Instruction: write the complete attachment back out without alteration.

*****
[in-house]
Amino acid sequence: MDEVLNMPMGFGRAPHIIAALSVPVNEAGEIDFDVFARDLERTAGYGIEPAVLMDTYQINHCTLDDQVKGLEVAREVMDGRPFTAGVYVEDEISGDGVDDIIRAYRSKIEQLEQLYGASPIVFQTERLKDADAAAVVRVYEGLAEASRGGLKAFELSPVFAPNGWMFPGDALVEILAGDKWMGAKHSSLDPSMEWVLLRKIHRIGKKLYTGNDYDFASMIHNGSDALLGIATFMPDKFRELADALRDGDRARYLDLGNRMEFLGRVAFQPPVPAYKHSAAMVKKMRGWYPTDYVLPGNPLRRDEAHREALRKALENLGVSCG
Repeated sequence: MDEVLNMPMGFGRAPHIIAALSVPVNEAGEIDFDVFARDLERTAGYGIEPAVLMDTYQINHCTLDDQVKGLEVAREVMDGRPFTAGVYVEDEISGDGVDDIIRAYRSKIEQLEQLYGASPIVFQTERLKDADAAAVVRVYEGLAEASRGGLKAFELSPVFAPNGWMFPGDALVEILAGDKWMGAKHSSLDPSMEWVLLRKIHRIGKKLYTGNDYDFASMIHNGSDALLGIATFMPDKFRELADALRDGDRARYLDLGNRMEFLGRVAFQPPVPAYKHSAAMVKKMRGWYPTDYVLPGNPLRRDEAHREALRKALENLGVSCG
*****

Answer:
[in-house]
Amino acid sequence: MDEVLNMPMGFGRAPHIIAALSVPVNEAGEIDFDVFARDLERTAGYGIEPAVLMDTYQINHCTLDDQVKGLEVAREVMDGRPFTAGVYVEDEISGDGVDDIIRAYRSKIEQLEQLYGASPIVFQTERLKDADAAAVVRVYEGLAEASRGGLKAFELSPVFAPNGWMFPGDALVEILAGDKWMGAKHSSLDPSMEWVLLRKIHRIGKKLYTGNDYDFASMIHNGSDALLGIATFMPDKFRELADALRDGDRARYLDLGNRMEFLGRVAFQPPVPAYKHSAAMVKKMRGWYPTDYVLPGNPLRRDEAHREALRKALENLGVSCG
Repeated sequence: MDEVLNMPMGFGRAPHIIAALSVPVNEAGEIDFDVFARDLERTAGYGIEPAVLMDTYQINHCTLDDQVKGLEVAREVMDGRPFTAGVYVEDEISGDGVDDIIRAYRSKIEQLEQLYGASPIVFQTERLKDADAAAVVRVYEGLAEASRGGLKAFELSPVFAPNGWMFPGDALVEILAGDKWMGAKHSSLDPSMEWVLLRKIHRIGKKLYTGNDYDFASMIHNGSDALLGIATFMPDKFRELADALRDGDRARYLDLGNRMEFLGRVAFQPPVPAYKHSAAMVKKMRGWYPTDYVLPGNPLRRDEAHREALRKALENLGVSCG